The legacy of Henrietta Lacks is one that demands to be heard. For too long, her identity was suppressed by scientists that were keen on making discoveries without stopping to acknowledge the woman behind the HeLa cells. She was the solution to the polio epidemic. This epidemic sparked fear and restlessness in the heart of Americans everywhere. Schools were even closed from the distress, and everyone yearned for a vaccine. Centers were established to fight against this sweeping catastrophe. Take the National Foundation for Infantile Paralysis, for instance. This charity was created by President Franklin Roosevelt, who too was affected by that paralyzing disease. Scientists worked tirelessly to reach a solution, but the cells they were using were from monkeys, which were killed in the process of conducting neutralization tests. HeLa cells were introduced and not only survived long enough to run tests, but they were also the most susceptible to the polio virus compared to other cultured cells in existence at the time. People of the world today may not fully understand the gravity of the situation of what it was like then, with such a devastating virus as polio, but it was because of Mrs. Lacks’ unique DNA makeup that ensured us in the modern day to never have to face that type of reality. Yes, it was the scientists who were hard at work, but they wouldn’t have accomplished anything without HeLa cells, without Mrs. Lacks which is why her name mustn’t ever be forgotten.
During this era of medical breakthroughs and advancements using HeLa cells, many people benefitted—not only the millions of lives saved from HeLa research, but the careers of many scientists were started with her cells. The HeLa cell line is now a billion-dollar industry, meaning many people are making money off her. George Gey became famous and was a household name during his era with his name plastered across every media headline. The HeLa cell research solidified his career within the industry. But with all this fame he still encouraged the suppression of Henrietta Lacks’ true identity. Roland H. Burg was an officer at the National Foundation for Infantile Paralysis and wanted to publish Mrs. Lacks’ name in an article, but Dr. Gey allegedly refused. It was only later, when he was diagnosed with pancreatic cancer, that he allowed her name to be released. The achievements of black people were once again swept under the rug. As a young black woman, her story is close to home. It happens so often that black Americans have no knowledge of their historical contributions in our own country. We have a right to be heard, to be acknowledged in the world for our deeds and sacrifices that don’t just include slavery. Mrs. Lacks’ legacy is significant; her story is a cautionary tale of the evils of past medical practices and African Americans, but it is also unique to how her genetic makeup was revolutionary in the scientific field.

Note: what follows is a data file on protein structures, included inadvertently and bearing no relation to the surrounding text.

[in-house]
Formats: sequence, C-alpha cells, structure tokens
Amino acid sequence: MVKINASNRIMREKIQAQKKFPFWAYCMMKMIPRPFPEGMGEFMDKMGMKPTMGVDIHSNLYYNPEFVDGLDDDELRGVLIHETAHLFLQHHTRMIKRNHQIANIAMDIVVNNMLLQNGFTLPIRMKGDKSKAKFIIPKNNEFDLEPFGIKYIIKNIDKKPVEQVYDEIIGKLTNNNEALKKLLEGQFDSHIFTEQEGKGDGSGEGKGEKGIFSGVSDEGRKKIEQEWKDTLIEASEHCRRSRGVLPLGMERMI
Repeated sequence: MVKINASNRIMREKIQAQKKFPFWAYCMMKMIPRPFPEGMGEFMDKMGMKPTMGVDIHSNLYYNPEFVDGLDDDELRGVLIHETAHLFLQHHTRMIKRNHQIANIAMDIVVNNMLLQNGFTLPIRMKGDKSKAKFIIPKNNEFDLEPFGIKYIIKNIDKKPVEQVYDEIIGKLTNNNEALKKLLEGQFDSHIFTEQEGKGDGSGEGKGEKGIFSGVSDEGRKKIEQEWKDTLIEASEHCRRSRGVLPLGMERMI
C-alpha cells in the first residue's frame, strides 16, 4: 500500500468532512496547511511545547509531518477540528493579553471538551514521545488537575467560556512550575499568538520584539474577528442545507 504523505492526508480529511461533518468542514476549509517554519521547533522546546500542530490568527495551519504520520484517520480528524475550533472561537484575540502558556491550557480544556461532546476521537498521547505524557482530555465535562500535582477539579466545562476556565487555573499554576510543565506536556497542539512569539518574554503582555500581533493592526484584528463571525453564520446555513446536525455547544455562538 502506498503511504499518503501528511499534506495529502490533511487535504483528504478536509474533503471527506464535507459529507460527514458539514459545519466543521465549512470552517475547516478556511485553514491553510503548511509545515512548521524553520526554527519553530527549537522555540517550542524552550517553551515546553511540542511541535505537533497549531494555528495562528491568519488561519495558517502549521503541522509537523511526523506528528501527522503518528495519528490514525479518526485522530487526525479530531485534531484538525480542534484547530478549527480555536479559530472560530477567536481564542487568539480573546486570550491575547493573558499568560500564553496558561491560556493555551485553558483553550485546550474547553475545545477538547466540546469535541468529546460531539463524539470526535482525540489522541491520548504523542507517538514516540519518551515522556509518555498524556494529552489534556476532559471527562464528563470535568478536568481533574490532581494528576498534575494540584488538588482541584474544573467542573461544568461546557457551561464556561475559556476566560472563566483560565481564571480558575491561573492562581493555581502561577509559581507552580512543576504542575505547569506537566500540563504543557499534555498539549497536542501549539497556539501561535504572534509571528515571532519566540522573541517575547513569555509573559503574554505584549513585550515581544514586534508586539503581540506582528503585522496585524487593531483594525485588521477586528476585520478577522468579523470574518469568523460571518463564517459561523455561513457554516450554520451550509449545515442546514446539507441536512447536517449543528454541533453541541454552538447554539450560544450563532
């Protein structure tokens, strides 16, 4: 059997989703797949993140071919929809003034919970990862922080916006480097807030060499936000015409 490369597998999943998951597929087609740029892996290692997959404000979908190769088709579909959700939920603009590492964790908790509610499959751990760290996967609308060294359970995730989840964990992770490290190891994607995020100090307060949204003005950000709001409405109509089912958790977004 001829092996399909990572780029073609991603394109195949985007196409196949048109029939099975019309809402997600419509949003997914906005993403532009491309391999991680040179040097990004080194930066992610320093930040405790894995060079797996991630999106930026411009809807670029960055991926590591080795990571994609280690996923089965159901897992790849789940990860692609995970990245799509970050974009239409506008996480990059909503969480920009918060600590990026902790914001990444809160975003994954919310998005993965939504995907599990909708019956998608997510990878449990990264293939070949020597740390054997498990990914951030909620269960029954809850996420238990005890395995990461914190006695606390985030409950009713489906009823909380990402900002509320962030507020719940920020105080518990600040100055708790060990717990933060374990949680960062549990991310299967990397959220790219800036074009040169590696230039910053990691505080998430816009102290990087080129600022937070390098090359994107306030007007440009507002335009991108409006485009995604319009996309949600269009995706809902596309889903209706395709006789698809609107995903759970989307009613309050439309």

The public turned a blind eye and never considered who the cells originated from, and it was mesmerized by the sensationalized stories of "immortality". With all the commotion around the cells, Mrs. Lacks’ family became the target, especially her daughter, Deborah Lacks. All the stress that followed prompted her to break out into hives and suffer a stroke. Her family was greatly affected by her loss and suffered enough pain from the all parties involved that caused their strife: from the scientists who kept Mrs. Lacks’ cells a secret, the reporters, the counterfeit lawyer Keenan Cofield who turned on them, and Victor McKusick who exploited them for blood samples. They deserve the legacy of their mother to be celebrated after years of being tormented.
Henrietta Lacks is an anomaly. During her time, no one would've figured that a black woman, close in ancestery to slaves, would contribute so much to science. She established careers and built industries through her DNA alone. Her sacrifice calls for reparations for not just her name but her family's wellbeing. The pain they endured shall not go unnoticed. The legacy of Henrietta Lacks is more than just her cells, it's her character, her superhero-like qualities. Her impact is eternal; it lives on forever through the lives she helped which calls for the remembrance of her journey – not Helen Lane’s not HeLa, but Henrietta Lacks’.